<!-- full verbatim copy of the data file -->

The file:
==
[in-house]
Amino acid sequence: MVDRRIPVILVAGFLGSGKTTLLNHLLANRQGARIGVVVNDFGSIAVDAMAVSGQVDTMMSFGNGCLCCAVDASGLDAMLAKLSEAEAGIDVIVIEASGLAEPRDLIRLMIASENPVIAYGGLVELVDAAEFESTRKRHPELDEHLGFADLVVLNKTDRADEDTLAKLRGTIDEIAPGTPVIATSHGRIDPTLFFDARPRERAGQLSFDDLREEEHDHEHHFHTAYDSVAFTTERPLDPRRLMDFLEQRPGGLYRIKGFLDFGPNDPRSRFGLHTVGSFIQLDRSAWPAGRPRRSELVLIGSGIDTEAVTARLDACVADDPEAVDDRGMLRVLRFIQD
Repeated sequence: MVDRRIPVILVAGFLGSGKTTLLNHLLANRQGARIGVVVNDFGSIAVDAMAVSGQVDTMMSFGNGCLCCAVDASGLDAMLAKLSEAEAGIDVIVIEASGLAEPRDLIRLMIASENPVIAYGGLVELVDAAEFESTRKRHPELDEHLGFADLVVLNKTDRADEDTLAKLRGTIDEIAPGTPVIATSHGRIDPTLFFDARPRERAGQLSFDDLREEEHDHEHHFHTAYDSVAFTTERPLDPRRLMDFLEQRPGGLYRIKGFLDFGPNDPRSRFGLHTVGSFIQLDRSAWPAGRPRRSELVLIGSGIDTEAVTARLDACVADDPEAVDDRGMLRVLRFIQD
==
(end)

[in-house]
Amino acid sequence: MVDRRIPVILVAGFLGSGKTTLLNHLLANRQGARIGVVVNDFGSIAVDAMAVSGQVDTMMSFGNGCLCCAVDASGLDAMLAKLSEAEAGIDVIVIEASGLAEPRDLIRLMIASENPVIAYGGLVELVDAAEFESTRKRHPELDEHLGFADLVVLNKTDRADEDTLAKLRGTIDEIAPGTPVIATSHGRIDPTLFFDARPRERAGQLSFDDLREEEHDHEHHFHTAYDSVAFTTERPLDPRRLMDFLEQRPGGLYRIKGFLDFGPNDPRSRFGLHTVGSFIQLDRSAWPAGRPRRSELVLIGSGIDTEAVTARLDACVADDPEAVDDRGMLRVLRFIQD
Repeated sequence: MVDRRIPVILVAGFLGSGKTTLLNHLLANRQGARIGVVVNDFGSIAVDAMAVSGQVDTMMSFGNGCLCCAVDASGLDAMLAKLSEAEAGIDVIVIEASGLAEPRDLIRLMIASENPVIAYGGLVELVDAAEFESTRKRHPELDEHLGFADLVVLNKTDRADEDTLAKLRGTIDEIAPGTPVIATSHGRIDPTLFFDARPRERAGQLSFDDLREEEHDHEHHFHTAYDSVAFTTERPLDPRRLMDFLEQRPGGLYRIKGFLDFGPNDPRSRFGLHTVGSFIQLDRSAWPAGRPRRSELVLIGSGIDTEAVTARLDACVADDPEAVDDRGMLRVLRFIQD